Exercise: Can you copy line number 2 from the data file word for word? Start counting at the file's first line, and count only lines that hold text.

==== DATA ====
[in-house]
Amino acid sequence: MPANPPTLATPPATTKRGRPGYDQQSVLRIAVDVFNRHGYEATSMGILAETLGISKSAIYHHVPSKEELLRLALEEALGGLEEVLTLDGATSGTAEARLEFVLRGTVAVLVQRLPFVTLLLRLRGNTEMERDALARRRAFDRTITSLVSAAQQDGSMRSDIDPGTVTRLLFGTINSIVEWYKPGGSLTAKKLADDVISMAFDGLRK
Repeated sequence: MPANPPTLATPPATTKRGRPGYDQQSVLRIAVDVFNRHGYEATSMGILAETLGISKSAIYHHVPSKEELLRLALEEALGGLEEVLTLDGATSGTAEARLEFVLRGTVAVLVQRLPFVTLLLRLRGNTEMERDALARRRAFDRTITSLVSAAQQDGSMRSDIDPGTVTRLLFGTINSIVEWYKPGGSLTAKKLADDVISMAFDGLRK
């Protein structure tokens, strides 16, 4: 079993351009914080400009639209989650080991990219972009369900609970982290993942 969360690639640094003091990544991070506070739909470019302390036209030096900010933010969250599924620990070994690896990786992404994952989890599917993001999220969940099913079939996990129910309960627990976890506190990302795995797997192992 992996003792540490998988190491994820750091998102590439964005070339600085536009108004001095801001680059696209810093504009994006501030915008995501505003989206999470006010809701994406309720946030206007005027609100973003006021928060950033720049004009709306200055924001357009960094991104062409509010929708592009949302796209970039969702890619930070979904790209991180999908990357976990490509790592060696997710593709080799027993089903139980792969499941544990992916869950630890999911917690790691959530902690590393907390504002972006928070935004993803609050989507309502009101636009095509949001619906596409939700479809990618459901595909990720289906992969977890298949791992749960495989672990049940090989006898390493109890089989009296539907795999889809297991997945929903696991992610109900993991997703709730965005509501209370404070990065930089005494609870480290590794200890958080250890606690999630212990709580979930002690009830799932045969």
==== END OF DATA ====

Amino acid sequence: MPANPPTLATPPATTKRGRPGYDQQSVLRIAVDVFNRHGYEATSMGILAETLGISKSAIYHHVPSKEELLRLALEEALGGLEEVLTLDGATSGTAEARLEFVLRGTVAVLVQRLPFVTLLLRLRGNTEMERDALARRRAFDRTITSLVSAAQQDGSMRSDIDPGTVTRLLFGTINSIVEWYKPGGSLTAKKLADDVISMAFDGLRK